24 June 2015


I read the ending three times. I’m still not 100% sure what happened. I love that I’m still thinking about it and have been for weeks.

Renee and Theo are twin brothers but there’s little the same about them. A freak accident leaves Theo with severely damaged brain functioning. The only hope is a controversial new medical procedure. There are questions about whether it can even be done and a big question about whether it should be.

Only Renee can give the necessary consent. Without him, there is no procedure.

Renee decides he can make the necessary sacrifice to hopefully save his brother, but will the medical experts let him? Will the psychologist deem he is able to make an informed decision?

Maggie begins to question Renee and the more she probes, the more Renee is forced to unravel his relationship with Theo and question what he should do. The relationship Renee reveals is not one of loving brothers but of betrayal and misplaced trust. Sometimes the analysis helps him collect his thoughts and sometimes it hinders. Is trauma changing the reality or was it always this way?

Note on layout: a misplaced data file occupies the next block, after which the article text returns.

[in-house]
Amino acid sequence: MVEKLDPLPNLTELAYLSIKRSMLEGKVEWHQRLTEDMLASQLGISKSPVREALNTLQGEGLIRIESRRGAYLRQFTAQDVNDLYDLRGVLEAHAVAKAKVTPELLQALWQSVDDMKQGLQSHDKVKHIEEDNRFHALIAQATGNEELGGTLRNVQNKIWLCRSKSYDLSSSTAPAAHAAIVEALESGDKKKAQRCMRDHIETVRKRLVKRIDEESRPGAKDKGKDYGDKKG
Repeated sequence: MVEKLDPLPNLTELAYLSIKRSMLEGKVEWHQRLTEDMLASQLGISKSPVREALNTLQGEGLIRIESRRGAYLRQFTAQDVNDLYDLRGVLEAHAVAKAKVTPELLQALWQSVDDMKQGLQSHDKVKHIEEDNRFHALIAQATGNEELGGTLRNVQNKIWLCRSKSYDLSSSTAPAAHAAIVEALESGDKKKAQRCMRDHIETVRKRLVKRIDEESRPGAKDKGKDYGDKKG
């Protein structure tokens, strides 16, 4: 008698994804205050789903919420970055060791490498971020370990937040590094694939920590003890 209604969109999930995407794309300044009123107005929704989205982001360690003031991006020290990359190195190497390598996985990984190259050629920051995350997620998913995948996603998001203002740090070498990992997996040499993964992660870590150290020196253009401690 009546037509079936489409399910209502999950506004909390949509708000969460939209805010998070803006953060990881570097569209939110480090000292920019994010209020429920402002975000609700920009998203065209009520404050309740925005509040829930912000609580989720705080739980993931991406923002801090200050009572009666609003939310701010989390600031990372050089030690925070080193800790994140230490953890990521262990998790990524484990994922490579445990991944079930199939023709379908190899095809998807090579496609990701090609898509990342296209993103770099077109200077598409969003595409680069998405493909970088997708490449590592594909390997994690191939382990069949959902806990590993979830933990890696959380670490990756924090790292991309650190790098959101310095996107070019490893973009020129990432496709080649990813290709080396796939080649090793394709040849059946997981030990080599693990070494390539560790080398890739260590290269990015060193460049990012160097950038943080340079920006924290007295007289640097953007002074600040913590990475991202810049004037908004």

“Stories never come loose cleanly; everything’s always tangled up with something else.”

The deadline for decision time approaches quickly. Dr Huxley has his agenda and Maggie finds her own questions to answer. Now, Renee must decide what he really feels about his brother and whether that even matters.

This is both a complex and readable book. It’s a provoking look the ethics of death and technology through the story of two brothers. It can’t fail to make the reader think long past the last chapter. Or are there two last chapters? Is that even possible?

Reviewed by Sandy Fussell

Title: Lullaby
Author: Bernard Beckett
Publisher:  Text Publishing
Publication Date: $19.99 RRP
Format: Paperback
Type: Young Adult Fiction

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